by Debbonnaire Kovacs
by Debbonnaire Kovacs
submitted April 16, 2014
For some years now, it’s been common understanding that our need for healthcare workers is far outstripping the supply. According to an article posted in 2010 by Soliant, the shortage of healthcare workers is “America’s next healthcare epidemic,” and “we are not along; most of the world will face similar problems in the next 10 years, and many nations are already in crisis.” The article goes on to say that President Obama’s Affordable Healthcare Act, while potentially “improv[ing] the overall
health and welfare of the entire United States by catching potential health issues early, educating patients and exercising preventative care,” and thus favorably affecting the entire economy, will, in the short run, make the crisis even worse, as more patients seek care they couldn’t afford before. [https://www.adeccousa.com/adeccogroup/insights-and-ideas/Documents/Worker%20Shortage1.pdf]
According to https://www.modernhealthcare.com/article/20120621/NEWS/306219977# ,
“A new study predicts that the U.S. economy will need 5.6 million more healthcare workers in the next eight years, and most of the workers will need to have a postsecondary education or training. The Georgetown University Center on Education and the Workforce predicts 82% of those positions will require extra schooling or training by 2020. For technical and professional occupations, the requirements rise, as 94% will need the extra schooling or training. Researchers conclude that healthcare occupations over the 10 years from 2010 to 2020 will grow by about 27%, to 19.8 million from 15.6 million. That represents the fastest growing sector in the U.S., as production will rise by more than 70%, from $1.8 trillion to $3.1 trillion over the same decade. ‘Because of growing demand for services and low productivity, the demand for healthcare workers over the next decade will grow nearly twice as fast as the national economy,’ the study's authors wrote.”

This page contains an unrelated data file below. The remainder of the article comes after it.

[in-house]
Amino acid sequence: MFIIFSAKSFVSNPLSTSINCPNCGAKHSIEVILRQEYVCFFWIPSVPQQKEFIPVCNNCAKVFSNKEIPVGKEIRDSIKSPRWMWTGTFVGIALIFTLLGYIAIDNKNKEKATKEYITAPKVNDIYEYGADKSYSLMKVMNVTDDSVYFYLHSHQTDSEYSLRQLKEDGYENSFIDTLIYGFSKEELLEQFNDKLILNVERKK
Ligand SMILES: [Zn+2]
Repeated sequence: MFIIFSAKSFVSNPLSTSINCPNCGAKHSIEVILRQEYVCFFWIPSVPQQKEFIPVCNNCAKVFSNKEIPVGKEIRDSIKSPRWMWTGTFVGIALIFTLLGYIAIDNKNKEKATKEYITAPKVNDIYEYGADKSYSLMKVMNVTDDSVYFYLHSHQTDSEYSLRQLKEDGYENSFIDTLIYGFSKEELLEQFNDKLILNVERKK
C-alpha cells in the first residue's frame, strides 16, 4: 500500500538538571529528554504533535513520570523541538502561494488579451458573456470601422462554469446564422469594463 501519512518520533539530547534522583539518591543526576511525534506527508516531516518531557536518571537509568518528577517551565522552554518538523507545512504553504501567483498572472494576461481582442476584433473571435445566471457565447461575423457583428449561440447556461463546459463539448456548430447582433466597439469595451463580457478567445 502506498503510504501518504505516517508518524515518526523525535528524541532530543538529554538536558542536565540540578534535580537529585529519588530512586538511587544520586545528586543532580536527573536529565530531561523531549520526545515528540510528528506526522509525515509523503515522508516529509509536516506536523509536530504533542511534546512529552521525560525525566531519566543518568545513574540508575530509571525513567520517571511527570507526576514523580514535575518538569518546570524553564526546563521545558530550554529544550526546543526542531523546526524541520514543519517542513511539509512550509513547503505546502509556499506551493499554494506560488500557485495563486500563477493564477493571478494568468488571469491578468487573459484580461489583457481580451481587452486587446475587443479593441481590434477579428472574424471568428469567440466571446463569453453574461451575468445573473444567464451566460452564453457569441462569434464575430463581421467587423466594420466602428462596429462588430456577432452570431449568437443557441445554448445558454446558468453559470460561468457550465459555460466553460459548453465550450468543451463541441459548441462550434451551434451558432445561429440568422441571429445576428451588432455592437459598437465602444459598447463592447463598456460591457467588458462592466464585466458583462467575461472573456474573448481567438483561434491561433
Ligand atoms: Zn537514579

Seventh-day Adventist hospitals would like to be part of the solution. “We feel it is important to engage our youth in a positive way and help them discover what a great career health care can be,” said Tanya Hutchison, Volunteer Resources director for Adventist Health Central Valley Network, in California. “Our employees will be great mentors for our youth.”
Enter “Discover Health Care: Volunteer Summer Program.” Clay Ipsen, Assistant Director of Volunteer Resources, describes the program as an opportunity for area high school and college students to learn more about the field of health care by volunteering for part of their summer break at one of several Adventist Health hospitals in central California. Ipsen says volunteers will give 100 hours over the course of the summer and can learn about four different core career sessions: physician, nurse, other health care careers such as technicians, physical therapists, and clinical engineers, and presenting yourself—how to do well in interviews.
Mrk Babiarz, Selma High School principal, says he is actively seeking “any students in grades 9 to 12 who are committed to serving their community and learning about health care to join the program. [It will] provide high school students in the Valley the opportunity to learn about the many professions in the health care field as well as proved students the opportunity to provide community service to their community.”
“We are excited to be partnering with local high schools, technical schools and universities to promote this program. Our slogan for the program is, ‘Volunteer Your Passion. Discover Your Career’,” says Ipsen.